Twenty years ago Friday, Fox premiered a legal comedy-drama that quickly became a water-cooler sensation. The show, “Ally McBeal,” brought new shadings to the word quirky, as almost every member of the ensemble cast exhibited offbeat, adorable idiosyncrasies. Nose whistling? Visions of dancing babies? A wattle fetish? Yes, yes, and yes.
The show, about a lawyer who was single, also brought new shadings — or, actually, old shadings — to the 1990s notion of feminism, when Ally’s face landed on the cover of Time magazine above the question, “Is Feminism Dead?” Ally, so self-absorbed, ditsy, and obsessed with her fertility clock, was all about finding Mr. Right, which struck some as just wrong. If the Bechdel test had been in operation back then, “Ally McBeal” would have failed miserably.
The Boston-set series was created by David E. Kelley, and, despite the feminism controversy, it was pretty imaginative for its time. The narrative techniques were original, and they were surprising. Now we’re accustomed to fantasy sequences, song interludes, viral videos (like the dancing baby), and legal cases that directly reflect the lives of the lawyers. But back then, these flourishes still seemed relatively fresh on TV. In one episode, Kelley even pulled a meta-trick by having his heroine dream that she was on the cover of Time magazine as “the face of feminism.” It’s hard to imagine series such as “Scrubs” and “Crazy Ex-Girlfriend” without “Ally McBeal” as their progenitor.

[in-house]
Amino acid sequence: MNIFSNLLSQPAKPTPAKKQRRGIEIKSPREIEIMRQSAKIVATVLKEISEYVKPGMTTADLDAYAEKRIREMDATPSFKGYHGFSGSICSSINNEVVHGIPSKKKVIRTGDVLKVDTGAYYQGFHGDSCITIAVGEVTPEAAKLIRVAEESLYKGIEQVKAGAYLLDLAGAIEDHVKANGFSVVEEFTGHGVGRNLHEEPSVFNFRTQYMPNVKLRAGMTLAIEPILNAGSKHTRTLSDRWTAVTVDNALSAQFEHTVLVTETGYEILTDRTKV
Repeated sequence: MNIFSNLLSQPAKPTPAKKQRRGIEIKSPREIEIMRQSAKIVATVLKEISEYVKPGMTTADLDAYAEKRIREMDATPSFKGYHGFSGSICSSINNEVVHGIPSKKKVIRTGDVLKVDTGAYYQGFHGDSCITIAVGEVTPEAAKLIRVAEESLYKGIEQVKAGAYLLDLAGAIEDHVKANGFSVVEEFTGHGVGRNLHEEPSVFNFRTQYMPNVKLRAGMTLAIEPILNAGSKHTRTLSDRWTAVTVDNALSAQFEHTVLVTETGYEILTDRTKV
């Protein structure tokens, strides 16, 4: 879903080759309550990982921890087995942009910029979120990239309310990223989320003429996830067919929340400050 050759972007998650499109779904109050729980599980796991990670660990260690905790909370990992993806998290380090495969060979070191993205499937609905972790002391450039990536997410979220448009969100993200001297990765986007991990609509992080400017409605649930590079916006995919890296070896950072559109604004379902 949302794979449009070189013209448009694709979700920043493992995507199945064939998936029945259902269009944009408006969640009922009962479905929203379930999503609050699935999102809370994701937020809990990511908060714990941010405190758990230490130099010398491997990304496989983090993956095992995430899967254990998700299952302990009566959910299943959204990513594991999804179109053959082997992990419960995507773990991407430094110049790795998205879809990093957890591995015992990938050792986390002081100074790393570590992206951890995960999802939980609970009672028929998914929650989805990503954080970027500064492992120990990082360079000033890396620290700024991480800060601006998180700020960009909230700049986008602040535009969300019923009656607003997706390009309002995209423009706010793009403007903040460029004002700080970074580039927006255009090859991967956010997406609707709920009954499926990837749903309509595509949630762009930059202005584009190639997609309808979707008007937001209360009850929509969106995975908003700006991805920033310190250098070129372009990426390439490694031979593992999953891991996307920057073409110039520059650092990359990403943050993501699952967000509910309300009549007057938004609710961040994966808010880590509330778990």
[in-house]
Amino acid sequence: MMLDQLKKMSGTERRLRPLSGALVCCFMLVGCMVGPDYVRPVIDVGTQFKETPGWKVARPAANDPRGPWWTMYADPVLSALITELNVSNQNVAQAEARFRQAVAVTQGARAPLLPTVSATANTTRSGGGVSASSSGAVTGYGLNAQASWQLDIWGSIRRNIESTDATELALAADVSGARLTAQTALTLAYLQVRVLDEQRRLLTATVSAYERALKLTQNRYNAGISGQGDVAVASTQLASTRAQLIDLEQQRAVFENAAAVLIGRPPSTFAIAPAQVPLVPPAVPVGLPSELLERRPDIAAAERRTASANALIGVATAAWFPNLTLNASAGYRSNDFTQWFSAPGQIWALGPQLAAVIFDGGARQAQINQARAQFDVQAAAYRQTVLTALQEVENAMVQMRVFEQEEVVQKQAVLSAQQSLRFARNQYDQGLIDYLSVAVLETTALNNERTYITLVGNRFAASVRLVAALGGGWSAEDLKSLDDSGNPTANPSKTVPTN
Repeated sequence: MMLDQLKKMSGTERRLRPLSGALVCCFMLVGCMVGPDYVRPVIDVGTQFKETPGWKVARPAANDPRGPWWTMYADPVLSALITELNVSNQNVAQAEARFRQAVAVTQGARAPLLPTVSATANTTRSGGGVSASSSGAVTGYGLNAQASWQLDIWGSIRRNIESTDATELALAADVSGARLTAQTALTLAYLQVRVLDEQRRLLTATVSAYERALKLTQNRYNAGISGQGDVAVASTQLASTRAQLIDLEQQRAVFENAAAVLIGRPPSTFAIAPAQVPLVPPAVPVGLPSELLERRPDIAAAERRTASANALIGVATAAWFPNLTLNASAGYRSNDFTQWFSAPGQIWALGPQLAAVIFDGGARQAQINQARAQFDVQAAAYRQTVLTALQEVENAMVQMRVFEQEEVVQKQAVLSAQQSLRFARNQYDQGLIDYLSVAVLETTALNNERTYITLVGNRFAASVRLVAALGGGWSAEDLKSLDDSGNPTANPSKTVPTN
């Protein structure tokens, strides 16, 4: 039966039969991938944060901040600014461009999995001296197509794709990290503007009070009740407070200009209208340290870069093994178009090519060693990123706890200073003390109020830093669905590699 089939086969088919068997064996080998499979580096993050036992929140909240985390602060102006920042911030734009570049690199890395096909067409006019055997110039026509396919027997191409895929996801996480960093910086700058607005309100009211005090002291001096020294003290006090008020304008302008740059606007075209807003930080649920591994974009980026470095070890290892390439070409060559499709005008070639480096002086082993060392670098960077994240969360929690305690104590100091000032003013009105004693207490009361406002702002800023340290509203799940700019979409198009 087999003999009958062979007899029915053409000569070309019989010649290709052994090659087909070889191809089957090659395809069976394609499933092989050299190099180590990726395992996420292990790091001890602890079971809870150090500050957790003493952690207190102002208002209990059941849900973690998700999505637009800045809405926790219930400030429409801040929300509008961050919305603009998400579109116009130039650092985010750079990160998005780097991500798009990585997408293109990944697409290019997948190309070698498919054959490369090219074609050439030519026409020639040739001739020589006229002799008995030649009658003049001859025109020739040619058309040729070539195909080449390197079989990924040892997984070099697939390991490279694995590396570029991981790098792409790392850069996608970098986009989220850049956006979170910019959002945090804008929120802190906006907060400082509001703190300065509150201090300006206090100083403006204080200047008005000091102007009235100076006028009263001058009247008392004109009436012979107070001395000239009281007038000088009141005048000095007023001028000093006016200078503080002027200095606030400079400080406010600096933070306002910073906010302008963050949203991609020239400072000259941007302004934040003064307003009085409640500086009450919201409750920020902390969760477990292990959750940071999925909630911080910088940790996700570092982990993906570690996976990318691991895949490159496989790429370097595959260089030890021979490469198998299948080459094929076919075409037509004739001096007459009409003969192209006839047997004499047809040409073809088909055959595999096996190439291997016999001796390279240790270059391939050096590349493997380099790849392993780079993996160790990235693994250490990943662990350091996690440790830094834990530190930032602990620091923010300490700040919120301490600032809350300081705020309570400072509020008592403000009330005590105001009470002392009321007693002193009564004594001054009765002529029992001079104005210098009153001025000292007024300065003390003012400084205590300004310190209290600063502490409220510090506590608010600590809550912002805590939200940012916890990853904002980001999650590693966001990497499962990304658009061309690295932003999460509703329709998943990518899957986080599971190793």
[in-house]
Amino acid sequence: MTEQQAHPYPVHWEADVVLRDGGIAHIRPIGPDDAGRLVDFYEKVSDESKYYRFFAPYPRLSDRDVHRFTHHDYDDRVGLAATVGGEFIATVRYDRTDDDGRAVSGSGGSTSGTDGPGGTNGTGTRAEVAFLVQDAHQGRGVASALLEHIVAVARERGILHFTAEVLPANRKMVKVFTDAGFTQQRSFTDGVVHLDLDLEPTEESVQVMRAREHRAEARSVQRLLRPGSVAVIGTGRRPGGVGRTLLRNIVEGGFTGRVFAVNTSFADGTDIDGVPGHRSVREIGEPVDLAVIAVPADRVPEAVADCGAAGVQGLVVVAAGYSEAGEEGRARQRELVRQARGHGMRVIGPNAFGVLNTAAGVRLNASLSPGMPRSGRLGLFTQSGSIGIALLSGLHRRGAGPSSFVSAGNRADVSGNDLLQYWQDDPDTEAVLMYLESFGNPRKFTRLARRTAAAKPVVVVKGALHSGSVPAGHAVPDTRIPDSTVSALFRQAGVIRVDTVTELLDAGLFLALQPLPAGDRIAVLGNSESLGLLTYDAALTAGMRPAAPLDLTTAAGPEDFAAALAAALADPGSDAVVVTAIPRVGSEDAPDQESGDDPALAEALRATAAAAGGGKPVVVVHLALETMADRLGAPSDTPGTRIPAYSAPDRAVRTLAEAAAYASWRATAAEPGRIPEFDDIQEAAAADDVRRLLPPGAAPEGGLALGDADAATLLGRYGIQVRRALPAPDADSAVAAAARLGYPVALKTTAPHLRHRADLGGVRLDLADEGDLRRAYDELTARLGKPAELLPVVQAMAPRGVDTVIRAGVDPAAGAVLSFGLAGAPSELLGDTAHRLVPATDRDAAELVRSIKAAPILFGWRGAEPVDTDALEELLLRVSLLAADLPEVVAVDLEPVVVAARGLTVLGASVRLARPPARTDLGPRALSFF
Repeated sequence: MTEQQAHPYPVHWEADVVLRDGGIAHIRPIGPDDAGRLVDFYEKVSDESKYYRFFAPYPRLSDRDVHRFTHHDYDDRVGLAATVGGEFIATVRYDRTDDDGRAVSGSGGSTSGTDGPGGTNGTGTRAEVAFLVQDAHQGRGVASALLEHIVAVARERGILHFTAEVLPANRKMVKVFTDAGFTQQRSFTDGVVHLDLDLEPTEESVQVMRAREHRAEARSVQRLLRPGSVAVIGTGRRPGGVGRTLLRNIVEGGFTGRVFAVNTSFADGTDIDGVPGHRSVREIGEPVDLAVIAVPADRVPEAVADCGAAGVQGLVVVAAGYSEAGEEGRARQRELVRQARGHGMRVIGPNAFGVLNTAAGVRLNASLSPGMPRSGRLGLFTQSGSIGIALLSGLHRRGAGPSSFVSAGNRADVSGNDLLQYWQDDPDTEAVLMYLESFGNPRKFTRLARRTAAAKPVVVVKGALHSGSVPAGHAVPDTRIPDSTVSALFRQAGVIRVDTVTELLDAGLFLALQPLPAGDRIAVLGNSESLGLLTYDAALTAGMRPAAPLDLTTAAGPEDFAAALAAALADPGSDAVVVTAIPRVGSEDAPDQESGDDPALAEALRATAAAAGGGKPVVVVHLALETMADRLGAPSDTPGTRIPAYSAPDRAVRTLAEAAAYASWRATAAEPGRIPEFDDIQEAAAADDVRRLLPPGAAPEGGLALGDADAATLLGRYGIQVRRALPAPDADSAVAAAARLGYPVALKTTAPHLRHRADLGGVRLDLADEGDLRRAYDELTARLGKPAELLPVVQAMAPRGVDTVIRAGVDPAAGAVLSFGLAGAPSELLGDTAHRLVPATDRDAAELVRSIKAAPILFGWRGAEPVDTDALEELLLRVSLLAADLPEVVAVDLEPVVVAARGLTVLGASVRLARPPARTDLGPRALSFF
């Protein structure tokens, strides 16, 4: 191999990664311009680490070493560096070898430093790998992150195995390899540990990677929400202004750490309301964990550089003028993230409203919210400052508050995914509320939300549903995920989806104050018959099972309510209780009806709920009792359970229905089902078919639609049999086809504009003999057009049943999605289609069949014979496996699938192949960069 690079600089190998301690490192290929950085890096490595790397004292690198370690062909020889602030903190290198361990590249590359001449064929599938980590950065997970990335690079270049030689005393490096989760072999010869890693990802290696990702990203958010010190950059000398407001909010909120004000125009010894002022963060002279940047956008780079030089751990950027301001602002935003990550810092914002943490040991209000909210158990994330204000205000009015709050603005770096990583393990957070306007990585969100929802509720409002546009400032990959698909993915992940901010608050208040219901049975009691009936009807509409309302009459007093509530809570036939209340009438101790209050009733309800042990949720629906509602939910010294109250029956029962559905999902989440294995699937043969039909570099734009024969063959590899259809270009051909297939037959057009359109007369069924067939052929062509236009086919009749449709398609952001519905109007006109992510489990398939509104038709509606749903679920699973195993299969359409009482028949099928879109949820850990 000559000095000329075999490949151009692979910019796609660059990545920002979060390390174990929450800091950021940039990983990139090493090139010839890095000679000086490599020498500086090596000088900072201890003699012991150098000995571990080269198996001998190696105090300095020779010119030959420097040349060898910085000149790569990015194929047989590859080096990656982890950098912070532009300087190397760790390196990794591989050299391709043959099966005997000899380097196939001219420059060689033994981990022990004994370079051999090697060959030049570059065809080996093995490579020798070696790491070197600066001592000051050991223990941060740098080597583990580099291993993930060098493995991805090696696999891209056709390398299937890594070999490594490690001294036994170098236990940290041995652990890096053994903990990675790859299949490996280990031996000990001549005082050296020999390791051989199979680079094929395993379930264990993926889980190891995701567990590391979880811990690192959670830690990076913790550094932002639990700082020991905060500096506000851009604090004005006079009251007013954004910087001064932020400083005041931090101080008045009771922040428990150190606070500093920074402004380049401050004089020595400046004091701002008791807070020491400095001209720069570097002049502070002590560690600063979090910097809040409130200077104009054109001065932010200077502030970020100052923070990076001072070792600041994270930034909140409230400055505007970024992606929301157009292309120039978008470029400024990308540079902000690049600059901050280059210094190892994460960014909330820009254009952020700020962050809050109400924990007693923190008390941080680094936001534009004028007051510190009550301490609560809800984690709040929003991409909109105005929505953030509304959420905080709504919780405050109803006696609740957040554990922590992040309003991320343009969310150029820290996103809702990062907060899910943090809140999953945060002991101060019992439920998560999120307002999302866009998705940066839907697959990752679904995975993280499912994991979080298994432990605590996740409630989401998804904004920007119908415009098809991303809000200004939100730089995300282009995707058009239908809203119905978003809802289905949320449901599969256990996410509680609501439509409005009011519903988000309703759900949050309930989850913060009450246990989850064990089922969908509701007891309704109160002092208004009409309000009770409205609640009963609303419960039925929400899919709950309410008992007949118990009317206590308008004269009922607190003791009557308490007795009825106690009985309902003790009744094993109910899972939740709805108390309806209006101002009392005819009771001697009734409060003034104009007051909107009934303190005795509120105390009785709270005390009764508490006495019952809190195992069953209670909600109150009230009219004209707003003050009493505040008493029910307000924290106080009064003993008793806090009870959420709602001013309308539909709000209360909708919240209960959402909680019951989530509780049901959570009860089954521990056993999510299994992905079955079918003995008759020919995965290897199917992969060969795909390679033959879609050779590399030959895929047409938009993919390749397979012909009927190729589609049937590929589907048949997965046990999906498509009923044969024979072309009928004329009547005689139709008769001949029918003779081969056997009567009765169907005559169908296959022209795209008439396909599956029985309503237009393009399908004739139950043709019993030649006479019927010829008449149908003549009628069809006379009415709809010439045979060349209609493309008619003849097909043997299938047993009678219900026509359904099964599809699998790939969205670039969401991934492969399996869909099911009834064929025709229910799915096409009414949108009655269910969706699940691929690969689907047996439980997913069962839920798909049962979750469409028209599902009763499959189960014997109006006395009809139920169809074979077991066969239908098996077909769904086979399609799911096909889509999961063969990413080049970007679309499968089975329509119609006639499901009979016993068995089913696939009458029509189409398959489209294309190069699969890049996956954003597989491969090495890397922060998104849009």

What ultimately soured me on the show, which won an Emmy for best comedy in 1999, was that ensemble. The characters became annoying pretty quickly, as Kelley hammered on their eccentricities once too often. I remember cringing every time Ally stammered or let her hair fall into her eyes, and I felt no grief after hearing the last of Richard Fish’s Fishisms and seeing the last of John Cage’s dismounts.
Ah well, bygones.